My first task of the day was volunteering at the California Browncoats booth. I looooove the Browncoats, so I was really looking forward to this time of the day. My job was to work the line, keeping the line to purchase Browncoat items organized and moving. I loved this job because it allowed me to talk to people and have a lot of fun, and I get to work there again tomorrow, so I’m looking forward to that.


Once my shift was done, I headed up to room 6A to cover a Battlestar Galactica, and was looking forward to it…until I saw the line. The line for this room snaked around the entire hallway and out of the building, and was FREAKING HUGE. The panel wanted to see began at 12:30, and I got there at 12. I looked at the line and realized there was no freaking way I was getting into that panel…at all. I felt kinda sad and dejected at this, as I was caught unawares as to not only the volume of these crowds, but the length of the lines just to get in one freaking room.
The next panel, Dexter, wasn’t until 5:00, so I went back to my hotel so move my items into my new Browncoat backpack and decompress a little. When I got back to the trolley stop, there were a couple of potheads working furiously on their apple bong. In striking up a conversation they asked me about Comic-Con, telling me that there’s a REALLY cheap hotel on the other side of town. Yeah, that’s what I wanna do, stay in a live-in motel with potheads and who knows what else. They also vividly described how much they hate San Diego, which was pleasant.  Thankfully, their train arrived and they left.
Upon arriving back at the con, I got in the line for Ballroom 20…which began outside and ran the entire length of the outside atrium, which was HUGE. I was kind of bothered by this because I figured, if I’m here in line for however long to get into one room, what else am I going to miss by being in one place? The line moved slowly, and I was frustrated until my friend Marsia called, offering me entry into the Dexter press panel. Tired of being outside, burning in the sun and moving like cattle (moo!), I jumped at the chance, ran inside and covered the panel (which you can read here: [story:200907232242240]).
Once the panel was over (which was excellent), I began to write up the audio I transcribed from the panel into an actual article. By the time I was to meet my friends for dinner, I’d written about a quarter of the article, but was happy to get out of the convention center.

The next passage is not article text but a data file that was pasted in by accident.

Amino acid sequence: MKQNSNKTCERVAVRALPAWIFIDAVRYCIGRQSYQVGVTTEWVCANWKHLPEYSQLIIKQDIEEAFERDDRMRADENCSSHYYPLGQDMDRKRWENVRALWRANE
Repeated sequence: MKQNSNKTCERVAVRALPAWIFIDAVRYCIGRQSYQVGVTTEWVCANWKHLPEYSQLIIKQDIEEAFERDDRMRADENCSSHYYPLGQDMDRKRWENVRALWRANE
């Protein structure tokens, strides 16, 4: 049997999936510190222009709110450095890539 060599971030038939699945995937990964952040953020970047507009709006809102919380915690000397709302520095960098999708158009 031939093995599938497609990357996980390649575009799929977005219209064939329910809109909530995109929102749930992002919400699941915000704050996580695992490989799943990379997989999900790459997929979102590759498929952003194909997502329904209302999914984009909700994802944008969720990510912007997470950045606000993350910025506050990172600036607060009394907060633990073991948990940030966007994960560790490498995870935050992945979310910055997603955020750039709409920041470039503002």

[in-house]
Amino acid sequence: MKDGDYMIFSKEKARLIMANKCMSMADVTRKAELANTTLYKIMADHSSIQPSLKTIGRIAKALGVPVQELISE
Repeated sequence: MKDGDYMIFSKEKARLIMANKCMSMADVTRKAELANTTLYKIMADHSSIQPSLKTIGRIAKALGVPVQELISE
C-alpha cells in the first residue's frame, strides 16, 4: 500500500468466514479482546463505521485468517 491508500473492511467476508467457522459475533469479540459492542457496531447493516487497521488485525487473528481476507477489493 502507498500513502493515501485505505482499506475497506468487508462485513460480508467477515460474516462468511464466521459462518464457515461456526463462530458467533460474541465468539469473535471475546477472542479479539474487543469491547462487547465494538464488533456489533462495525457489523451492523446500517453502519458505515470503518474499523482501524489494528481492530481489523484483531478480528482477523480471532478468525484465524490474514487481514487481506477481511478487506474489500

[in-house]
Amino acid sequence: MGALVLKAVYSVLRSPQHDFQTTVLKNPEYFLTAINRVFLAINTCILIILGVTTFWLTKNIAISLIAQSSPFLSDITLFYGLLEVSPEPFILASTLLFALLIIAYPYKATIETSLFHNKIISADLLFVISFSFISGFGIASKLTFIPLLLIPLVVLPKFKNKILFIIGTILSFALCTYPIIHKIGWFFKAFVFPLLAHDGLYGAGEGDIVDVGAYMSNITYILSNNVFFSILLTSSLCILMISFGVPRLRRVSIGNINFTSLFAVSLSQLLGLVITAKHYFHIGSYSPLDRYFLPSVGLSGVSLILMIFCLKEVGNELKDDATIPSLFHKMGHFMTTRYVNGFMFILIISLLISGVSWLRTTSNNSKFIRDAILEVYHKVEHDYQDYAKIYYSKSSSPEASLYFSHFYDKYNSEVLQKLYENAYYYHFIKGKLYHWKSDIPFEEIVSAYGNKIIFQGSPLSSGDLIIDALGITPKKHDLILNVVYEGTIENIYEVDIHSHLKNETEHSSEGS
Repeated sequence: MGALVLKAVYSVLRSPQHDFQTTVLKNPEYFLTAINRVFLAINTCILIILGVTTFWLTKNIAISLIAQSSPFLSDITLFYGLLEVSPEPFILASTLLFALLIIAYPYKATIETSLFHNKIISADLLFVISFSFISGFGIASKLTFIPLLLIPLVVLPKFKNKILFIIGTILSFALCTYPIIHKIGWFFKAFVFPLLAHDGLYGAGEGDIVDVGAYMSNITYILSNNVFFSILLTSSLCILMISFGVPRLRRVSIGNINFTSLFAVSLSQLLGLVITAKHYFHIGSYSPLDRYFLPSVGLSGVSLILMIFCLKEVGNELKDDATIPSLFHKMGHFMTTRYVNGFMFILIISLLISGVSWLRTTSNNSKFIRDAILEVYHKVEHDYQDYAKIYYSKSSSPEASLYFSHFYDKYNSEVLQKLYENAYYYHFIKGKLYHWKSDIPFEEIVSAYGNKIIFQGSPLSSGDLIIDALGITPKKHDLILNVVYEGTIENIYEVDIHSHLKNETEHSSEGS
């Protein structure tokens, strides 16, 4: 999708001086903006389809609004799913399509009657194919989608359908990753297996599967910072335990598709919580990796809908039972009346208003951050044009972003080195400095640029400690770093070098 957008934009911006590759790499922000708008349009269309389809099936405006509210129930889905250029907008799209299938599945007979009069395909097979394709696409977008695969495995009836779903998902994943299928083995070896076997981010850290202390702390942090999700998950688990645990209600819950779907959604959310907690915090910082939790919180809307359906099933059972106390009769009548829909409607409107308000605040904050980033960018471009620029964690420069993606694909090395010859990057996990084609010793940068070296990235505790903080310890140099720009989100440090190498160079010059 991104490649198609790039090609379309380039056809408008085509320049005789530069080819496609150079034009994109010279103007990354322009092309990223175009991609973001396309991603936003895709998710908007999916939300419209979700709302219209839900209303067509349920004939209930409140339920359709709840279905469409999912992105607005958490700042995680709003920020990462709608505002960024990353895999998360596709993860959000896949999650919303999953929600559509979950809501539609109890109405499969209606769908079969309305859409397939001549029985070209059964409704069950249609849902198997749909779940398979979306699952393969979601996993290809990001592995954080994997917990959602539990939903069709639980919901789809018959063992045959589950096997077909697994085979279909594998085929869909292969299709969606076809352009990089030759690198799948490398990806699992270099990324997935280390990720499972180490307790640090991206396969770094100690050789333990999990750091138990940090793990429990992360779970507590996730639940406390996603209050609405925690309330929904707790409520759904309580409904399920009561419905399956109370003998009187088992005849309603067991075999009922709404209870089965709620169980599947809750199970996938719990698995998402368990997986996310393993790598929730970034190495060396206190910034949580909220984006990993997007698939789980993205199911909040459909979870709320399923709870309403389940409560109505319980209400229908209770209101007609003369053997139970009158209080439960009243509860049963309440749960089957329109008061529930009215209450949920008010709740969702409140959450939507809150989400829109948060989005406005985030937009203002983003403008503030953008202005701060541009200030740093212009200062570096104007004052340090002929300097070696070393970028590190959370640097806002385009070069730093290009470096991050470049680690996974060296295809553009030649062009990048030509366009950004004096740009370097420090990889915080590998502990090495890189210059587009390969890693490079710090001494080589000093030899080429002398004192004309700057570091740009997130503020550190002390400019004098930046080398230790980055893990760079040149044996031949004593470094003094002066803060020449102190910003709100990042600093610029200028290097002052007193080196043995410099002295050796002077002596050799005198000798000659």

I realized my frustration over lines and such was borne out of an attitude and expectation of being at Comic-Con 2007, where these insane lines didn’t exist and panels were much easier to get into. I then resolved to adopt a new attitude by which I’d just go, have fun, take lots of pictures, cover the press events I was scheduled to cover, and screw most of the panels and their associated lines. As of this point, the only panel I now really want to see is Doctor Who on Sunday. Everything else can go screw.
At dinner, I relaxed a bit and unwound, finally out of the cacophony of insanity that was the convention center. We discussed our press coverage for the next couple of days, had some great food, and even saw the zombie walk! Upon returning to the hotel, I finished transcribing my article, uploaded the few pics I took of the day, and wrote this blog. ^_~
So what did I learn today? Lines stink, Comic-Con is way tooooo crowded (I personally think the max attendance should be 90,000, if that), the line system they use is inefficient, and that there’s too much con to limit myself to one line and one room. I’m here for press, sure, but I’m also here to have fun, and no being stagnant in one place is gonna be as much fun as floating around and experiencing the best part of the con…the people themselves. ^_^
Tomorrow I plan to cover some Batman-related panels (since they do have Whedon connections) and maybe some other smaller panels if I can, but mostly it’ll be working the Browncoat booth and roaming the floors taking pictures of all the awesome people in their costumes. Until tomorrow, have a great night.
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